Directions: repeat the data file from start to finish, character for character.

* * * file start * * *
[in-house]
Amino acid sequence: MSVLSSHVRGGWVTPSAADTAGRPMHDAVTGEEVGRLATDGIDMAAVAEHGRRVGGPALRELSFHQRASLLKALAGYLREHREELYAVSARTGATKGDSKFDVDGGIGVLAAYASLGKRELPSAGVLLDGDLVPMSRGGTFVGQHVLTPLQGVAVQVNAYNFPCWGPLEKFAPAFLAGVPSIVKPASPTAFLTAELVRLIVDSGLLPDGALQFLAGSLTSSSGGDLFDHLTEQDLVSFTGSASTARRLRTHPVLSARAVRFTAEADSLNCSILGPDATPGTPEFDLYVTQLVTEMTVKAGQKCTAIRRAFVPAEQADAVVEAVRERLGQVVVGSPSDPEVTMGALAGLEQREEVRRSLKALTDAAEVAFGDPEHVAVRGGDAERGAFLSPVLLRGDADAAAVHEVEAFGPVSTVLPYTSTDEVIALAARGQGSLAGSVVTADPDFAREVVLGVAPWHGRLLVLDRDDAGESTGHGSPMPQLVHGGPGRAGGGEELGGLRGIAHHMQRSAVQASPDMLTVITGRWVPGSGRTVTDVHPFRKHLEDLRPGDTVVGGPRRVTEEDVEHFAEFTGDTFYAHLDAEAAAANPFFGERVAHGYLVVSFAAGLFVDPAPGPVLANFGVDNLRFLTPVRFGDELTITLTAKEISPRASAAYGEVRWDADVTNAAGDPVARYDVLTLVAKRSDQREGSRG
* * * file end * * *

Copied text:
[in-house]
Amino acid sequence: MSVLSSHVRGGWVTPSAADTAGRPMHDAVTGEEVGRLATDGIDMAAVAEHGRRVGGPALRELSFHQRASLLKALAGYLREHREELYAVSARTGATKGDSKFDVDGGIGVLAAYASLGKRELPSAGVLLDGDLVPMSRGGTFVGQHVLTPLQGVAVQVNAYNFPCWGPLEKFAPAFLAGVPSIVKPASPTAFLTAELVRLIVDSGLLPDGALQFLAGSLTSSSGGDLFDHLTEQDLVSFTGSASTARRLRTHPVLSARAVRFTAEADSLNCSILGPDATPGTPEFDLYVTQLVTEMTVKAGQKCTAIRRAFVPAEQADAVVEAVRERLGQVVVGSPSDPEVTMGALAGLEQREEVRRSLKALTDAAEVAFGDPEHVAVRGGDAERGAFLSPVLLRGDADAAAVHEVEAFGPVSTVLPYTSTDEVIALAARGQGSLAGSVVTADPDFAREVVLGVAPWHGRLLVLDRDDAGESTGHGSPMPQLVHGGPGRAGGGEELGGLRGIAHHMQRSAVQASPDMLTVITGRWVPGSGRTVTDVHPFRKHLEDLRPGDTVVGGPRRVTEEDVEHFAEFTGDTFYAHLDAEAAAANPFFGERVAHGYLVVSFAAGLFVDPAPGPVLANFGVDNLRFLTPVRFGDELTITLTAKEISPRASAAYGEVRWDADVTNAAGDPVARYDVLTLVAKRSDQREGSRG